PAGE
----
Rather than lending its support to the police, the POP demands “an end to police brutality, and the establishment of elected civilian review and control boards with subpoena and prosecutorial powers over all police forces at all levels in the U.S.”

Police work has been made nearly impossible in cities such as Newark, which has been described as the “Wild, Wild West of the East.” Police must fear the legal ramifications of protecting innocent citizens against imminent danger.

Ironically, the Newark Anti-Violence Coalition, another group behind this rally, urges its members to petition Newark City Hall to reduce the number of police patrolling the streets; in the words of coalition member Munirah Bomani: “Less Pigs will force us to protect our own communities. We need more community control of our community.”

These radicals simply seek to play both sides of the fiddle. While claiming to stand behind the families of crime victims such as Ms. Moore, they invoke racism and deflect the blame onto police.

This is all in spite of the the fact that within minutes of this massacre, the East Orange Police Department was on the crime scene in large numbers, and Sergeant Andrew DiElmo offered a $10,000 reward for information leading to the suspect's capture immediately after the murder.

Even though the assailants, Nicholas Welch and Marcus Bascus, had been arrested and charged with murder, conspiracy, and weapons charges within two days of Moore's death, the POP and Newark Anti-Violence Coalition still preoccupy themselves with activities undermining the efficacy of the EOPD.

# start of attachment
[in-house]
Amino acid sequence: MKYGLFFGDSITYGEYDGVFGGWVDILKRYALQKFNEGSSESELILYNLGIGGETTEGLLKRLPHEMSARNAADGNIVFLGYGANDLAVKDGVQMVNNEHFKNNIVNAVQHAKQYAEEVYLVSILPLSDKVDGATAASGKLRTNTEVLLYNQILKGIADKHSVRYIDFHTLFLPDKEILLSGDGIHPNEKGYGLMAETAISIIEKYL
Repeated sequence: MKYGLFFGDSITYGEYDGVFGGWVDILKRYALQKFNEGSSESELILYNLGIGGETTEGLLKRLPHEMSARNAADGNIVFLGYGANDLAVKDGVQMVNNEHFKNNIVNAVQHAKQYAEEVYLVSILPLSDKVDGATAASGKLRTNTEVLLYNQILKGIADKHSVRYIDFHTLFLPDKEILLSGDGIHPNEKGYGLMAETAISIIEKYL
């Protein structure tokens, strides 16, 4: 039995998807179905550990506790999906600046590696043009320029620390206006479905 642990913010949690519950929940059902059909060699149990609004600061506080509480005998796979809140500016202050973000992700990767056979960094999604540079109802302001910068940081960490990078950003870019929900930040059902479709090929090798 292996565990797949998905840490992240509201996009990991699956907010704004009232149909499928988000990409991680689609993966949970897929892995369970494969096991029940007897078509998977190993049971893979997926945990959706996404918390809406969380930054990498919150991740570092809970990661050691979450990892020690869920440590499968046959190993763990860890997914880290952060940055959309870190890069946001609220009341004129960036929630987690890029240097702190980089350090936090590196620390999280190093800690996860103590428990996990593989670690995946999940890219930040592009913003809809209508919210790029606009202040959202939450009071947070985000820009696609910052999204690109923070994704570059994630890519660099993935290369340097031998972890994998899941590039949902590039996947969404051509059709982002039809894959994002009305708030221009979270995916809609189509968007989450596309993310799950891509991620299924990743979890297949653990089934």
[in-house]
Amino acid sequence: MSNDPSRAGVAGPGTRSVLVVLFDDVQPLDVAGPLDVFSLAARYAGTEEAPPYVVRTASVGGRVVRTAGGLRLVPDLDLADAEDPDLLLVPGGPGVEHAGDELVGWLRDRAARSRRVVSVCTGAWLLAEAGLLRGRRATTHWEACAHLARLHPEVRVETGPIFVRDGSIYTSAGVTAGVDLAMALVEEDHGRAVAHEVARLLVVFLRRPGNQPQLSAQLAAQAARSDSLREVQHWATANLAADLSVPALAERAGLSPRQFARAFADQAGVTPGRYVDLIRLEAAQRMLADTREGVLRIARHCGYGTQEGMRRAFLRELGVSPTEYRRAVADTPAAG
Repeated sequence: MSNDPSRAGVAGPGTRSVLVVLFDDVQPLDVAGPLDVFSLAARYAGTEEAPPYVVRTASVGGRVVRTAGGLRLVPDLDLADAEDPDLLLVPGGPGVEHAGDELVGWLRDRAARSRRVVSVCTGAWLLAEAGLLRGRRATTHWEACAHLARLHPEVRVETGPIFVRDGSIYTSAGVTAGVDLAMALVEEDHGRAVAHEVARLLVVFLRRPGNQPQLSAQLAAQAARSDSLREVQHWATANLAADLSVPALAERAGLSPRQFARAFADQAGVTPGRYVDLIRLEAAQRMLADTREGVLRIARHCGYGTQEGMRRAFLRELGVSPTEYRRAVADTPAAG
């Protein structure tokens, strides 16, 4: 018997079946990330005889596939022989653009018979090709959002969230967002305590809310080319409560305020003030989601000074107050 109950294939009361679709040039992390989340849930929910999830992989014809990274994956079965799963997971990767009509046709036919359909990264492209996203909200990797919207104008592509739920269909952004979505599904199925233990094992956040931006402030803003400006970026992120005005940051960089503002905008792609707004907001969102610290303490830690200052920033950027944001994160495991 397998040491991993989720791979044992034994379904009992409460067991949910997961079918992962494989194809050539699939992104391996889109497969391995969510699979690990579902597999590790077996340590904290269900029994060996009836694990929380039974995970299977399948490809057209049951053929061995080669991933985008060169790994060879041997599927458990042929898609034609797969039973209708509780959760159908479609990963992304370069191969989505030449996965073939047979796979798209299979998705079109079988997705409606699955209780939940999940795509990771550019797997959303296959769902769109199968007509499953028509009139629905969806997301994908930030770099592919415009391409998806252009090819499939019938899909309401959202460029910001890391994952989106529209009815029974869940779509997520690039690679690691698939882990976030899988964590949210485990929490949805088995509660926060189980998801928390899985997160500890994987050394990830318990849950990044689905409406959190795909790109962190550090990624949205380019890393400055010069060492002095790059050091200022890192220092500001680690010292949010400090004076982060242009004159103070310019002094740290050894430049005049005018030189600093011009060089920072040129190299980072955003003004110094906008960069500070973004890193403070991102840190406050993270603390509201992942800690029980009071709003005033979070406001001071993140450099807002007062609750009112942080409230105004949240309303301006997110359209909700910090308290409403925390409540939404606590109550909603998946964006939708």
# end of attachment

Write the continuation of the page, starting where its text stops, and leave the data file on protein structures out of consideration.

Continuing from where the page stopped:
Instead of supporting initiatives against crime, the POP supports “the struggle to free Mumia Abu-Jamal,” a convicted cop-killer and Black Panther who murdered Philadelphia Police Officer Daniel Faulkner in 1983. Abu-Jamal’s sentence was supported by the Fraternal Order of Police and the Commonwealth of Pennsylvania.

It was not racism or a conspiracy of systematic injustice of “the Man” against African Americans that killed Jessica Moore; instead, it was the depravity and cowardice of Welch and Bascus.

Jessica Moore acted courageously as she laid down her life for her friend Nakeisha Vanterpool. Incidentally, Vanterpool's mother is quoted in The New York Post as saying she “never thought her little girl would go away to college and deal with these thugs.”

Vanterpool’s mother would have never thought that her daughter and the deceased would be used as political pawns by those who have continuously supported these “thugs.”

No parent should ever have to deal with the pain of losing a child, nor the added pain of their child's memory being co-opted by groups supporting hate, conspiracy theories, Marxism, and anti-police advocacy. Jessica Moore is not remembered for advocating hate and disunity; she is remembered for bringing people together, and for being “an open book that loved everyone,” according to her friends Nakeisha Vanterpool and Jessica Townsend.

While Moore's aunt says “We chose not to harbor on the act of evil and hatred that manifested itself in this tragedy for it has not and will never dim the light that Jessica cast in this world,” these groups invoke her unblemished memory in a context of violence, darkness, and hate-filled principles which had no place in her worldview.

Jessica Moore's life and death were far removed from such a militant worldview. Her memory has been dishonestly hijacked as a vehicle for advancing such views, in spite of her loving and warm nature. May her memory be a blessing, and may she be remembered for her example of togetherness, friendship, and love.

Seton Hall University student Jessica A. Moore (1991-2010)

Thumbnail photo at top: Dr. Phyllis Moore-Tolliver, mother of Jessica A. Moore, speaks during the prayer service in Jessica Moore's memory at Walsh Gymnasium on the campus of Seton Hall University on Wednesday, Oct. 6, 2010, in South Orange, N.J. as her husband Orlando Tolliver, left, looks on: AP Images